We met at Kinney Lake that lies at the foot of the gigantic, almost Himalayan ten thousand foot south face of Robson. Reverend Kinney was Robson's first protagonist and got to within a few hundred feet of the summit after a month long march from Edmonton. We toiled up the lower slopes of dense bush, steep talus and rocky slabs for six hours. The sun was merciless and we needed frequent rests. Reaching the hut at 2:00 p.m. gave us the remainder of the afternoon to watch the show that Robson puts on for interested spectators. Robson climbingNear the hut is a latrine from which you watch with bated breath as the icefall spews out huge chunks of ice that break off and plummet into the depths. The constant spectacle and roar of blocks means constipation is never an issue. We sunbathed and watched the sunset on the myriad of jagged peaks to the south. In the evening I calculated from the hut record that only about thirty percent of the many attempts on Robon's summit had been successful. In fact, during one ten year period, the weather was so bad that no one climbed it all. Over the last five years only thirty people have made the top compared to over 100 on Everest. At 12:00 p.m. we heard a noise outside and discovered a party of Chinese mountaineers who, in true courteous Chinese tradition, had decided to sleep outside rather than wake us up. They had just returned from the summit after a very long day and were glad to come inside for a brew of tea.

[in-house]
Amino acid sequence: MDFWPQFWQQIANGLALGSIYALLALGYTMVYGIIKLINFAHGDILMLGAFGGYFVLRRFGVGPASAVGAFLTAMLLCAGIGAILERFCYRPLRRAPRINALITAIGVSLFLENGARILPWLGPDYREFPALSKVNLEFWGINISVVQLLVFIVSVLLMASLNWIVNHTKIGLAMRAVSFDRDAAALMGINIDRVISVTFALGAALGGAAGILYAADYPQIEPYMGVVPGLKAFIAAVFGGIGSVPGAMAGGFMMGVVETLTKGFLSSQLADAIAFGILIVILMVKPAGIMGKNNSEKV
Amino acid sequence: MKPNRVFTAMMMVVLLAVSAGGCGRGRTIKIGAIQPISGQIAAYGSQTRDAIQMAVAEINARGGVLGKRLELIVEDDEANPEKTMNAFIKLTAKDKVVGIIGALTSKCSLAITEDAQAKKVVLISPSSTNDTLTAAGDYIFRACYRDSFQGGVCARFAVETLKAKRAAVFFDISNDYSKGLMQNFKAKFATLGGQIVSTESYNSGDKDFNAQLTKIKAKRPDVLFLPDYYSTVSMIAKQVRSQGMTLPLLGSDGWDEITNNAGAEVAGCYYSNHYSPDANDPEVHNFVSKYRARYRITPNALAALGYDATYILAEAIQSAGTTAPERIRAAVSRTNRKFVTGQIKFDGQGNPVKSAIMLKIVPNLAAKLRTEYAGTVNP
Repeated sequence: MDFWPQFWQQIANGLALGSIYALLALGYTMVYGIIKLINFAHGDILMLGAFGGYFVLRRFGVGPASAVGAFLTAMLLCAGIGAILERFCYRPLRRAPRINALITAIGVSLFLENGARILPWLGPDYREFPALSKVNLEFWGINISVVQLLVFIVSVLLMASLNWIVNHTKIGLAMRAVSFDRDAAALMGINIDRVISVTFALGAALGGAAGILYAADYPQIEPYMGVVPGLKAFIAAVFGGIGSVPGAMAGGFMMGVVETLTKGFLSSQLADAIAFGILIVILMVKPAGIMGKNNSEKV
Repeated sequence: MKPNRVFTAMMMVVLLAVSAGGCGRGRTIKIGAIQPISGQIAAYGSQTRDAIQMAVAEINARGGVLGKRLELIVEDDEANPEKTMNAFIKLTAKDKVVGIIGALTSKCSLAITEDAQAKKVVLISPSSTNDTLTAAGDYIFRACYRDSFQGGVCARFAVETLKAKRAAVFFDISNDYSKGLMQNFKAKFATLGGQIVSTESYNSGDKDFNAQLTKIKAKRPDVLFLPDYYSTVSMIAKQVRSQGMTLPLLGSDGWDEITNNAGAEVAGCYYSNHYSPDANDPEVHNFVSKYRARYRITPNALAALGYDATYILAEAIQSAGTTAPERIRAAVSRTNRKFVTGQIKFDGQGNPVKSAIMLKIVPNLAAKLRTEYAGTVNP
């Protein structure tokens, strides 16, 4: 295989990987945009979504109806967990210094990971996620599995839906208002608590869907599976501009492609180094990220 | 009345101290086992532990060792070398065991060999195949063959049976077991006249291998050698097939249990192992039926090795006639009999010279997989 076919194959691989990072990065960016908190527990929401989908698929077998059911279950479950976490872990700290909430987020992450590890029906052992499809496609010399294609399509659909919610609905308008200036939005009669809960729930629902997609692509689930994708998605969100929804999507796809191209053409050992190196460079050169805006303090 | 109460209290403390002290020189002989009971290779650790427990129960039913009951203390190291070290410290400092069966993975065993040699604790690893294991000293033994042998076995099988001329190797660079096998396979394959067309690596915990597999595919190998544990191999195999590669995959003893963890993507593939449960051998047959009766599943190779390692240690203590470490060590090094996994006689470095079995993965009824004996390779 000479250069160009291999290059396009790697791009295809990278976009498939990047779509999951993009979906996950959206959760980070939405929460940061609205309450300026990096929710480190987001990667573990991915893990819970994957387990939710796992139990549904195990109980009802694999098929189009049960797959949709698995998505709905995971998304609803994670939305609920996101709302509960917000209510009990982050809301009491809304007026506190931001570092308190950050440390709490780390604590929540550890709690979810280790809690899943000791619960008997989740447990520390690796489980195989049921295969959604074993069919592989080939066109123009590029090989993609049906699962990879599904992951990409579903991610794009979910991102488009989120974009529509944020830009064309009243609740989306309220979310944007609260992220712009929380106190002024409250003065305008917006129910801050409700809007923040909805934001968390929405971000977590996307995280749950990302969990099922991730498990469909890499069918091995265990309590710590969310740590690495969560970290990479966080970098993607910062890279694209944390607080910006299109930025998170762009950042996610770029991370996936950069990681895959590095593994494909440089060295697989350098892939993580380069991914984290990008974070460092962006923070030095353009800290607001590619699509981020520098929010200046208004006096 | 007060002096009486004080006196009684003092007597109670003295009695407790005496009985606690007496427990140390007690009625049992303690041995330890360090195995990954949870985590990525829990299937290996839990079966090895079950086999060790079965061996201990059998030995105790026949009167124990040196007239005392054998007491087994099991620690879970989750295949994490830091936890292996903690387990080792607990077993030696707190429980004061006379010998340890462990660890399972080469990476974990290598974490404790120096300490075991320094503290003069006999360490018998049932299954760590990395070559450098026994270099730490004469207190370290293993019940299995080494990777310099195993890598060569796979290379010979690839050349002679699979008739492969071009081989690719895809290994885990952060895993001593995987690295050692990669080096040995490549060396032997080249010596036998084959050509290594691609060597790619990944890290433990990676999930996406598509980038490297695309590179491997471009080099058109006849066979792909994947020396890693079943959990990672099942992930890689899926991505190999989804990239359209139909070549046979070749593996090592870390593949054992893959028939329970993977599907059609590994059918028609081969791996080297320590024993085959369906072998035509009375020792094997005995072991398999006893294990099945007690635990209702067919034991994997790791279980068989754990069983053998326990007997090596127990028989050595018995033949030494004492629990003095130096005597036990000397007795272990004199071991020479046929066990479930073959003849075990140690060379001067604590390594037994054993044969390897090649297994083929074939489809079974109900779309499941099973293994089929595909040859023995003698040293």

We set the alarm for 3:00 a.m. and set off in the frosty air, the snow cracking under our boots and a weak glow from our headlamps revealed dragon-like shapes riding in fairyland castles. The rock was loose and icy and led to the summit of Little Robson, a subsidiary peak, which we reached at around 5:00 a.m. From here snow slopes and small ridges led to the "Schwarz" or black ledges. Here the fun starts.